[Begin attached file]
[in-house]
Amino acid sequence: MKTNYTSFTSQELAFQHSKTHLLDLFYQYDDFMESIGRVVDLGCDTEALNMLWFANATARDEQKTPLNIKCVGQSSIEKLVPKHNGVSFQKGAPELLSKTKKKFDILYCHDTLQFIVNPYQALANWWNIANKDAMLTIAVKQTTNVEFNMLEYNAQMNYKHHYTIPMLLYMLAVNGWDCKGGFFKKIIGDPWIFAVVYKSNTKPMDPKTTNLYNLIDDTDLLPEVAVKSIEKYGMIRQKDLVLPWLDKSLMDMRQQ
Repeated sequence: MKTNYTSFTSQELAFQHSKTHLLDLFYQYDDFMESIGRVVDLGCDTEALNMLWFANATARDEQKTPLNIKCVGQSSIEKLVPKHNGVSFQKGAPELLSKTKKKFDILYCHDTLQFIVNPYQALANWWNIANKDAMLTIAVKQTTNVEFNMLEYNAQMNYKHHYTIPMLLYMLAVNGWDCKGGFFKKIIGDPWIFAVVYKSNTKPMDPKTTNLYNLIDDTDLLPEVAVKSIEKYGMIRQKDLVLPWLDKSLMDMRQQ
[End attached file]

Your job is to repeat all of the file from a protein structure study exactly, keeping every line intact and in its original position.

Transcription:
[in-house]
Amino acid sequence: MKTNYTSFTSQELAFQHSKTHLLDLFYQYDDFMESIGRVVDLGCDTEALNMLWFANATARDEQKTPLNIKCVGQSSIEKLVPKHNGVSFQKGAPELLSKTKKKFDILYCHDTLQFIVNPYQALANWWNIANKDAMLTIAVKQTTNVEFNMLEYNAQMNYKHHYTIPMLLYMLAVNGWDCKGGFFKKIIGDPWIFAVVYKSNTKPMDPKTTNLYNLIDDTDLLPEVAVKSIEKYGMIRQKDLVLPWLDKSLMDMRQQ
Repeated sequence: MKTNYTSFTSQELAFQHSKTHLLDLFYQYDDFMESIGRVVDLGCDTEALNMLWFANATARDEQKTPLNIKCVGQSSIEKLVPKHNGVSFQKGAPELLSKTKKKFDILYCHDTLQFIVNPYQALANWWNIANKDAMLTIAVKQTTNVEFNMLEYNAQMNYKHHYTIPMLLYMLAVNGWDCKGGFFKKIIGDPWIFAVVYKSNTKPMDPKTTNLYNLIDDTDLLPEVAVKSIEKYGMIRQKDLVLPWLDKSLMDMRQQ